First, answer these questions:
- What’s the cost of the products that will fill your box?
- What’s the price of your box materials per unit?
- What’s the price of your packing materials per unit?
- What’s the cost of shipping per unit?
- What’s the cost of your transaction fees (e.g., Stripe)?
- How many months will the average customer remain a customer?
- What are your fixed monthly costs (e.g., rent for a production space)?
And now, consider this:
- The cost of marketing per customer should be about $15.
- Your profit margin should be at least 30%.
When you answer these questions and consider these marketing and profit guidelines, what price do you arrive at?
#8: Choose how to market your subscription box business
We previously said that 15 marketing dollars per customer is a good rule of thumb for your subscription box business. But how should you spend those marketing dollars? Here are some strategies, many of which are working extremely well for our e-commerce clients.
Social media ads
Social media ads are considered by many to be the cornerstone of subscription box marketing. Here are a few things to consider as you prepare your ads:
Feature Packaging— Since attractive packaging is a big part of encouraging “unboxing” posts, it makes sense to showcase that packaging in your ads. It gives customers a preview of the cool stuff they could be sharing with their followers.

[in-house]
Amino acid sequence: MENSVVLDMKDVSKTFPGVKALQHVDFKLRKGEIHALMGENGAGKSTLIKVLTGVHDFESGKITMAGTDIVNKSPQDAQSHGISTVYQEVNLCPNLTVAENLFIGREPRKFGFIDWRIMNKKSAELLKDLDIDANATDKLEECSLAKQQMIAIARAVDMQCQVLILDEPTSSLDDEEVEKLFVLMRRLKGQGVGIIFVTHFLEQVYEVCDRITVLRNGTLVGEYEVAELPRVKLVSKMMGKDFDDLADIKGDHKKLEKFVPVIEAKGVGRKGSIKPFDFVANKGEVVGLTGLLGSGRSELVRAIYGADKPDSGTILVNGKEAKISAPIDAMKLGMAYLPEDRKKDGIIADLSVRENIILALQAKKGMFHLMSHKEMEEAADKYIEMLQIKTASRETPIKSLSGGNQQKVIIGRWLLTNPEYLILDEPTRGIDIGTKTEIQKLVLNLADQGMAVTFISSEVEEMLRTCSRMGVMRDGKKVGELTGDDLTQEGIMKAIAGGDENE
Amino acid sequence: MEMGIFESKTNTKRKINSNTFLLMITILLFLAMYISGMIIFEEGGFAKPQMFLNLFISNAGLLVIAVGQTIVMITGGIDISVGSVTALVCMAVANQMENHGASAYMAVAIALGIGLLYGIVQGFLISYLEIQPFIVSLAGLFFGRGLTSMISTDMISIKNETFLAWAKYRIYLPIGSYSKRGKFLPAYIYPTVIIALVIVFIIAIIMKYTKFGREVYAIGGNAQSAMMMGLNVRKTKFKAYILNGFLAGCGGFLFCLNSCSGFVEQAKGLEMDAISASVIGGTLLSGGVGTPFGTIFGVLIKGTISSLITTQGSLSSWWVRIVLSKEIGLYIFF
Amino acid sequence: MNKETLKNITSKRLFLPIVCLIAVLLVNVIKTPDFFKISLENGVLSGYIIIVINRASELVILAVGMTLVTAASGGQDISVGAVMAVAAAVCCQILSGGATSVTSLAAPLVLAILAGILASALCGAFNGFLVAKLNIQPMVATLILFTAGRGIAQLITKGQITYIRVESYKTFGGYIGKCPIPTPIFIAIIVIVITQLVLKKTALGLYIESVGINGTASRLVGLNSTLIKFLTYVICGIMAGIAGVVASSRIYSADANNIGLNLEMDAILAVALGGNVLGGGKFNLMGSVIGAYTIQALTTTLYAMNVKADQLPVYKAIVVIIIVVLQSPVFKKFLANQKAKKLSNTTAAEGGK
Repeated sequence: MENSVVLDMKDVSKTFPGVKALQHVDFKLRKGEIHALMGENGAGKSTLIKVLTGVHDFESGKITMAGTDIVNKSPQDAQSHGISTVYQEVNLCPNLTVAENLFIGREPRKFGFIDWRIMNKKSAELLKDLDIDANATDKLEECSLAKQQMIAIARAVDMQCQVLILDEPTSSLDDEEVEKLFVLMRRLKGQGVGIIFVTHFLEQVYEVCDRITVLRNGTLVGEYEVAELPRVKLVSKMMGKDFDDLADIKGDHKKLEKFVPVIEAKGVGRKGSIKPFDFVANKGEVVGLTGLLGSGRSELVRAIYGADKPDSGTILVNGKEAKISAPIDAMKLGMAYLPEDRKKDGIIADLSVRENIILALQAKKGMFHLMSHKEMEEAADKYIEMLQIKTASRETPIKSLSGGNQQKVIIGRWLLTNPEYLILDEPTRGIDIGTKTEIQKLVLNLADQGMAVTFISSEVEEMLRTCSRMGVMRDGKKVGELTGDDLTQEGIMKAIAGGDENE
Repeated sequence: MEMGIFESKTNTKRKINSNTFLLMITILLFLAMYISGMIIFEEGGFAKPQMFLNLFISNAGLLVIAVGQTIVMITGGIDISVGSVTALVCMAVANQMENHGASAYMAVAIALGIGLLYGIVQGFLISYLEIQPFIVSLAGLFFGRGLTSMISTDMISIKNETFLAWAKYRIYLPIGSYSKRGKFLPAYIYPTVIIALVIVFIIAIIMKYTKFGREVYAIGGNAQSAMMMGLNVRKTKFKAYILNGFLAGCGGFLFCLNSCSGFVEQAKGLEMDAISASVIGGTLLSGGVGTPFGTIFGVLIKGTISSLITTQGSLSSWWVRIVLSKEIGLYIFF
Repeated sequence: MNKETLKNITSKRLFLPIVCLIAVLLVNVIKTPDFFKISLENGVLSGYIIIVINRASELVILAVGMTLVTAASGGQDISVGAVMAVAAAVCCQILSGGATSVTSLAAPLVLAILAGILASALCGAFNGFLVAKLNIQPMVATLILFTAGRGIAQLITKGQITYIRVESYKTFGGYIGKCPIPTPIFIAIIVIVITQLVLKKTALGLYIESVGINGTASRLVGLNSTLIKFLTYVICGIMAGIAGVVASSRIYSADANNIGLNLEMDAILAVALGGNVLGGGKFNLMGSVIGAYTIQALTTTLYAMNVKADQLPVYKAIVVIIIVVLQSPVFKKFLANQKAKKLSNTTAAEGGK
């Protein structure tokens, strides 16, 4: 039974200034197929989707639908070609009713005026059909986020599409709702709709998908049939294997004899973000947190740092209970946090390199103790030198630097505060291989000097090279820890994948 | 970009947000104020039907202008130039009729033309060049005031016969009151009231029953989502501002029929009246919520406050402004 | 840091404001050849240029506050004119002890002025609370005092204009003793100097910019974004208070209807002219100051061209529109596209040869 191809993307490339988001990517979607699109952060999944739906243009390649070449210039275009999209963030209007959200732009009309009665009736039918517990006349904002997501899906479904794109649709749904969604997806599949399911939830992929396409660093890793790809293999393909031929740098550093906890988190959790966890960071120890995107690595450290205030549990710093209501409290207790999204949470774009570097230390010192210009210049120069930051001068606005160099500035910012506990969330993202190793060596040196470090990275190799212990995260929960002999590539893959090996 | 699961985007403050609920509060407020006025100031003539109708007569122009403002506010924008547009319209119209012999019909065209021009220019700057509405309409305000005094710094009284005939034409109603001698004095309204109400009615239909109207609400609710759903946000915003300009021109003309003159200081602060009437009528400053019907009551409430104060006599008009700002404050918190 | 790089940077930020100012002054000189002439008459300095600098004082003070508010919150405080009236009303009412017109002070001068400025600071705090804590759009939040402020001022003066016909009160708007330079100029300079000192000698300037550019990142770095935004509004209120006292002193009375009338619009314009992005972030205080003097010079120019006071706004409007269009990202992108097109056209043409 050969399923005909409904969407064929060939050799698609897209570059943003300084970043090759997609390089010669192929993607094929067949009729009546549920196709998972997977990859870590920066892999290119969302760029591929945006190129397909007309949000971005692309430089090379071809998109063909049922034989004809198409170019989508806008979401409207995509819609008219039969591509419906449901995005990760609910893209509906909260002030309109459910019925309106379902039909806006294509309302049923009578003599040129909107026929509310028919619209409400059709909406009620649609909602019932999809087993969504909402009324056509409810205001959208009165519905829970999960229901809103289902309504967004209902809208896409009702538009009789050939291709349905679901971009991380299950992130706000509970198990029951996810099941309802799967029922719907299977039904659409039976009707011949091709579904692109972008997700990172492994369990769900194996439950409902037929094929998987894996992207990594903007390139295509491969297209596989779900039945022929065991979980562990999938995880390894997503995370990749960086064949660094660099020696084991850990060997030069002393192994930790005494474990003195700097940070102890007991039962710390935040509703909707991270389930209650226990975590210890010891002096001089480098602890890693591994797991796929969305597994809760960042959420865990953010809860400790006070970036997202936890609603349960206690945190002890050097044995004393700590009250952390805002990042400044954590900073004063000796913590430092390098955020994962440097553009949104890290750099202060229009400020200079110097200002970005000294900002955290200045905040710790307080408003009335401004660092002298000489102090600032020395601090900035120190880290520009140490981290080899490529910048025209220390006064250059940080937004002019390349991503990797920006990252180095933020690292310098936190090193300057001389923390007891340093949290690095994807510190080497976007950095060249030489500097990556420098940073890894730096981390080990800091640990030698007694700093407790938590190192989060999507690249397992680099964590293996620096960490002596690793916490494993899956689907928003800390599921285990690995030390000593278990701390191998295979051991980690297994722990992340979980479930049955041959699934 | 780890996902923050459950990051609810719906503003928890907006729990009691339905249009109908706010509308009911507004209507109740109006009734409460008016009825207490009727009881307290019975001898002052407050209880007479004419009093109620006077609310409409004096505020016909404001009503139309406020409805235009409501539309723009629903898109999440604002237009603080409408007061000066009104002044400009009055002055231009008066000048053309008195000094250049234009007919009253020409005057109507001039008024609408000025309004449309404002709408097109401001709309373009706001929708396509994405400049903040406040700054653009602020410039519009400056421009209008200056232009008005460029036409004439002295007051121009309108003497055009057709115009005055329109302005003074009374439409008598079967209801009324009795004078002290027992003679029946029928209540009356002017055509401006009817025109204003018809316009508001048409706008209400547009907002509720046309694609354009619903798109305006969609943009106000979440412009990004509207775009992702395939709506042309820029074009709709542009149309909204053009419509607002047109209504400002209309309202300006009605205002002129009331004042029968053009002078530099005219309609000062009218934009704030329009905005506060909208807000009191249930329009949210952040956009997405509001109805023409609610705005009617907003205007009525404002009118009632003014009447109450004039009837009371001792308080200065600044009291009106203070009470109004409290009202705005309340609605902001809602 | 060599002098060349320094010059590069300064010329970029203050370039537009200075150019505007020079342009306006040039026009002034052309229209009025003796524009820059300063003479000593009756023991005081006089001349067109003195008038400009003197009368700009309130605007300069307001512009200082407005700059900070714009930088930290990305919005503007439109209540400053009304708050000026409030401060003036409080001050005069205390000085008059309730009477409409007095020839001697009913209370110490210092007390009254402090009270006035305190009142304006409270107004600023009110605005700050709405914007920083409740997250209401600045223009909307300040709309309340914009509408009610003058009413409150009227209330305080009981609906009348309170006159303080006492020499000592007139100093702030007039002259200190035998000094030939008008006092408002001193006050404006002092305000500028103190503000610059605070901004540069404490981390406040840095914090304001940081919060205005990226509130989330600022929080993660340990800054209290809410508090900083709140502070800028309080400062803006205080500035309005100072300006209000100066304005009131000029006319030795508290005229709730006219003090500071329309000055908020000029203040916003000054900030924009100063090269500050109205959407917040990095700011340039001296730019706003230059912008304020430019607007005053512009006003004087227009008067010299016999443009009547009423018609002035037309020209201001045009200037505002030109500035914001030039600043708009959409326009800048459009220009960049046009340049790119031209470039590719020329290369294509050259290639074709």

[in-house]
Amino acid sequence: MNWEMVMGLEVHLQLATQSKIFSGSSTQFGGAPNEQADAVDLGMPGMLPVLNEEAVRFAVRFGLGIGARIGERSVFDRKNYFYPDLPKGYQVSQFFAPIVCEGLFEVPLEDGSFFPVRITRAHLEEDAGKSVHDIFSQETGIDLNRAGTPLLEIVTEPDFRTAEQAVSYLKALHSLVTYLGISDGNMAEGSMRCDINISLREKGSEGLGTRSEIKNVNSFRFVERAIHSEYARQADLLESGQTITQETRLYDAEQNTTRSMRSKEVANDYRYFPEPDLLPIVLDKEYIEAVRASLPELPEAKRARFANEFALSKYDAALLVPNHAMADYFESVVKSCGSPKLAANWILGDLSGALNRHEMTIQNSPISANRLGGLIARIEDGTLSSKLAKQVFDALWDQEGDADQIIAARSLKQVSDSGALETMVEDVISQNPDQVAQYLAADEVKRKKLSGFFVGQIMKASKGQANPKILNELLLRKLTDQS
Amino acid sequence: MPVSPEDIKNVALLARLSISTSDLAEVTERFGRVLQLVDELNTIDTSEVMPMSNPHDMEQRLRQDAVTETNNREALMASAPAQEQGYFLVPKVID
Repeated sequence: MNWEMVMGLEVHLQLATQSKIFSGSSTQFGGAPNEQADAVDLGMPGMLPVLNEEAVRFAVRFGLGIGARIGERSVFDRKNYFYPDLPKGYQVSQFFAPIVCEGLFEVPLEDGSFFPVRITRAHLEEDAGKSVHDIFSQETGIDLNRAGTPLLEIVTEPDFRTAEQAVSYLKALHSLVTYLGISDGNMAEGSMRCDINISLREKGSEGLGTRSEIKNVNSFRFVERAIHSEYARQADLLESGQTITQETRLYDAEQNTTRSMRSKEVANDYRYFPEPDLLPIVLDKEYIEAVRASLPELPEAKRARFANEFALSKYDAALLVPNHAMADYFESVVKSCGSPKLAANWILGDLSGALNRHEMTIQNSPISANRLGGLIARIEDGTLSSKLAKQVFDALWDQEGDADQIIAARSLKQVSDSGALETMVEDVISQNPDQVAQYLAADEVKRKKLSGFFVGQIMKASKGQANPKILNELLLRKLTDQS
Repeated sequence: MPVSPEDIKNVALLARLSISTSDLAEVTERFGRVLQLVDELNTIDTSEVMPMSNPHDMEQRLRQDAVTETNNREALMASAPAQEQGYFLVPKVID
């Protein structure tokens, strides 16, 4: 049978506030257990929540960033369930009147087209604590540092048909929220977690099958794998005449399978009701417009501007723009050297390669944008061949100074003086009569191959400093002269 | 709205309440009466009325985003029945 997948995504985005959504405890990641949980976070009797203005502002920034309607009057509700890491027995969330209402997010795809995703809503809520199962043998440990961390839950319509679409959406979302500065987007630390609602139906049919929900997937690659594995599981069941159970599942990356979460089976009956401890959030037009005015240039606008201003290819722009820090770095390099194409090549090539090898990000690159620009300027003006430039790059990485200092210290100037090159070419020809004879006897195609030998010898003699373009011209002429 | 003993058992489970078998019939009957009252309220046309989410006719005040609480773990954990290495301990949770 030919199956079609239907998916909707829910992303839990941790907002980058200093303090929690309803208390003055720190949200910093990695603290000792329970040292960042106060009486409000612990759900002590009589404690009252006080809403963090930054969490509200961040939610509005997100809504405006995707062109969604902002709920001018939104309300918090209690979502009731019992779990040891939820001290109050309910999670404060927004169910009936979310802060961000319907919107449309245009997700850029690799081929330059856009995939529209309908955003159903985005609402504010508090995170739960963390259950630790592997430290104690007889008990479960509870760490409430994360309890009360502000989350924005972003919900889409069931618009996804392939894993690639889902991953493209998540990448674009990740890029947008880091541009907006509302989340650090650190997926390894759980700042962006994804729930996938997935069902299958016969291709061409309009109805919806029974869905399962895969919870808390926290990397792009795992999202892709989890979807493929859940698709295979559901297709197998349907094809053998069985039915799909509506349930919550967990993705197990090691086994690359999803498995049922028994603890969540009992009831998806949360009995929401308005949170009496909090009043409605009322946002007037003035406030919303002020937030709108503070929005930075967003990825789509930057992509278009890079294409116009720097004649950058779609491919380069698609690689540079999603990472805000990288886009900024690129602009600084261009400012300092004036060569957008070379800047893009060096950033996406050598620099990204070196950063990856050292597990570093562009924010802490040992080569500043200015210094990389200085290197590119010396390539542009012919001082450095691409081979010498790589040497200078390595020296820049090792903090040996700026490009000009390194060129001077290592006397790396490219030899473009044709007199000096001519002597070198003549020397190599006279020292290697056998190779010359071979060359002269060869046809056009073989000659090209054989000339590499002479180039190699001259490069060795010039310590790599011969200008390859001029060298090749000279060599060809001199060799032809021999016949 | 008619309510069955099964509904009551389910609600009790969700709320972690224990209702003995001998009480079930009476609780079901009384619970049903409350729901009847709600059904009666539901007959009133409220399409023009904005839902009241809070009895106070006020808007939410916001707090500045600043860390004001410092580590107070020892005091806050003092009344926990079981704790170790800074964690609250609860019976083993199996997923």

Keyword Research— It’s well worth it to spend time researching the keywords that will optimize your posts for showing up in your target demographic’s feeds.
Social Proof— If your ad can highlight a real customer enjoying or benefiting from your box, it proves that you’re the real deal.
Organic social media sharing
Encouraging family and friends to share about your products can start to drive invaluable awareness and sales.
Identify influencers (anyone with a social media following of 1,000 is a min-influencer) who can proudly share your product on their social media accounts.
Remember, there are so many ways to market your subscription box business—these strategies are just the start!
#9: Choose how to grow your subscription box business
Once your subscription box business has enough subscribers to generate the bottom line you need (yay!), you can start thinking about scaling. How big do you want your business to be? And how can you grow it to that size without making your life too stressful?
How can you use technology to perform simple, repetitive tasks?
To get more profit per customer, encourage subscribers to take their subscription to another level. For example, could you sell them on a more exclusive subscription tier that provides more flexibility?
Once you’ve reached a certain threshold of subscribers, you’ll actually save money by getting another company to do your fulfillment.
Churn is the rate at which you lose subscribers. How can you ensure loyalty in your customers? A few winning ideas include personalizing their box with customized messages or offering free shipping after a certain length of time.
If you’ve decided you want to take the plunge and launch your own subscription box business, we salute you! Our e-commerce clients are thriving, with businesses that align with their values and lifestyles.
If you haven’t read Part One of this series, we encourage you to check it out. And, of course, reach out with any questions you have; we love helping great businesses to succeed.
Links to the Entire Blog Series